Prohibition took effect in January, 1920, and, all at once, people really did stop drinking, at least for a time. In “Last Call,” a witty popular history of the Prohibition era, published in 2010, Daniel Okrent chronicled the country’s six-month infatuation with nonalcoholic beer, and its longer relationships with other substitutes. Sales of Coca-Cola increased, and some Protestants took dry Communion with the aid of a new product called Dr. Welch’s Unfermented Wine, which would be familiar to any modern toddler. Understandably, though, Okrent spent much of his book chronicling the manifold and ingenious ways that Americans warded off sobriety. In New York, attendance soared at synagogues offering “Kosher Wine for Sacramental Purposes”—the predecessors, perhaps, of the California medical-marijuana clinics currently treating a suspiciously hale group of patients. Small boats raced across the Detroit River from Canada; big ships hosted revelry offshore from East Coast cities, beyond the jurisdiction of the Coast Guard. Enterprising vintners sold grapes directly to customers and also provided them with grape-crushing services, to facilitate home fermentation. Rural bootleggers and urban speakeasies helped the country adapt, too; the change of circumstance helped convert American drinkers to gin, because it was easy to produce, and it also made them more brand-conscious, in the hope of avoiding liquor that was weak or poisonous or, in the worst case, both.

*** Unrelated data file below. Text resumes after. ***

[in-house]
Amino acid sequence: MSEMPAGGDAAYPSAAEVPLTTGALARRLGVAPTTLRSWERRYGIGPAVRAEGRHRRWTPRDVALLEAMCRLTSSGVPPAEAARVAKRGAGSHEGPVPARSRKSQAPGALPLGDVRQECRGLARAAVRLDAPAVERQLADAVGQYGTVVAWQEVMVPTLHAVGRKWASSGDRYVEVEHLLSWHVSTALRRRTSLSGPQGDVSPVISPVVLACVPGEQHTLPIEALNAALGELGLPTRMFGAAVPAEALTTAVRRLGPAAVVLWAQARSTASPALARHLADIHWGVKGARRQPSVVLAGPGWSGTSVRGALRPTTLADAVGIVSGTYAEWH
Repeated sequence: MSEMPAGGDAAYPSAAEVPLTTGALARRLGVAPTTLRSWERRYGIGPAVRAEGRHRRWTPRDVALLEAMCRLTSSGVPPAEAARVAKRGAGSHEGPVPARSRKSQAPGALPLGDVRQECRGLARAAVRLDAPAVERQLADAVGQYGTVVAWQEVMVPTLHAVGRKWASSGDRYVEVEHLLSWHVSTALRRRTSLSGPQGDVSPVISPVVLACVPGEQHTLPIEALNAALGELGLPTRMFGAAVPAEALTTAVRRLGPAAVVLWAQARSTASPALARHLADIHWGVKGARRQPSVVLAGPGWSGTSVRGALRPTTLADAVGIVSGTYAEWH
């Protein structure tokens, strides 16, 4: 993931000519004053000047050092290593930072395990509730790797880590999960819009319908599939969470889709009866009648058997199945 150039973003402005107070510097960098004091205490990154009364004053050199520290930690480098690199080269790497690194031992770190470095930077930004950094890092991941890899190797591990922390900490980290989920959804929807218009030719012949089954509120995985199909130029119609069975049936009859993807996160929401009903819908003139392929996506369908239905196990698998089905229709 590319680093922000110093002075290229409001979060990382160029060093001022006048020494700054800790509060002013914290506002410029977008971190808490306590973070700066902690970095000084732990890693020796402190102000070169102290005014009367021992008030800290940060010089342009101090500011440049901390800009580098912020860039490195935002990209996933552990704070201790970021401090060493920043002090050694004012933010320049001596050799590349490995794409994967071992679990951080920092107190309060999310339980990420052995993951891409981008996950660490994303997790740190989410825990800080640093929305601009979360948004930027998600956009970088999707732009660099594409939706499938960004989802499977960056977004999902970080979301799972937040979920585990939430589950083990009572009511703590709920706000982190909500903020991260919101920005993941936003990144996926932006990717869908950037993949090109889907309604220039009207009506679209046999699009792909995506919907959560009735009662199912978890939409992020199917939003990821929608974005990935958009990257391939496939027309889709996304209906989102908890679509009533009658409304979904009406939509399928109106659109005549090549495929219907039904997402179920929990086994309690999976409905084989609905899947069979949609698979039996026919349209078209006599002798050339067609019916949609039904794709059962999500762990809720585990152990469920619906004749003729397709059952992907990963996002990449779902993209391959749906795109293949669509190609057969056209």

McGirr wants us to remember that these new patterns of consumption emerged only among those who could afford them; according to one study she cites, “drinking among workers was cut by half,” and research suggests that Prohibition did indeed cause a meaningful decline in alcohol-related deaths and illnesses. Many Negro leaders supported temperance and, to a lesser extent, Prohibition, although most of them renounced it as they discovered what it would entail. The speakeasies of Harlem helped spark a cultural renaissance, but they were viewed more skeptically by many locals, who resented the way the police allowed their neighborhood to become a locus of lawless fun. An editorial in a black newspaper complained that Harlem was now “a modern-day plantation for white thrill-seekers.” McGirr argues that Prohibition showed that the police would allow “vice” to flourish in “areas of the city without weighty protectors”—the same process by which, in the decades that followed, drug dealers were allowed to operate in many of the same vulnerable neighborhoods. In the South, raids often targeted Negroes and poor whites. Using records from Virginia, McGirr finds some evidence that race played a role in who was arrested; she also concludes that the government’s heavy-handed tactics alienated many white citizens who weren’t wealthy or lucky enough to be left alone. The Richmond Planet, a black newspaper in Virginia, noted with some satisfaction that “the same treatment that has been accorded to black citizens for more than a decade in the matter of Constitutional rights and privileges is now being meted to white citizens.”
Kelefa Sanneh, “Drunk With Power”, The New Yorker (21 & 28 December 2015), 108.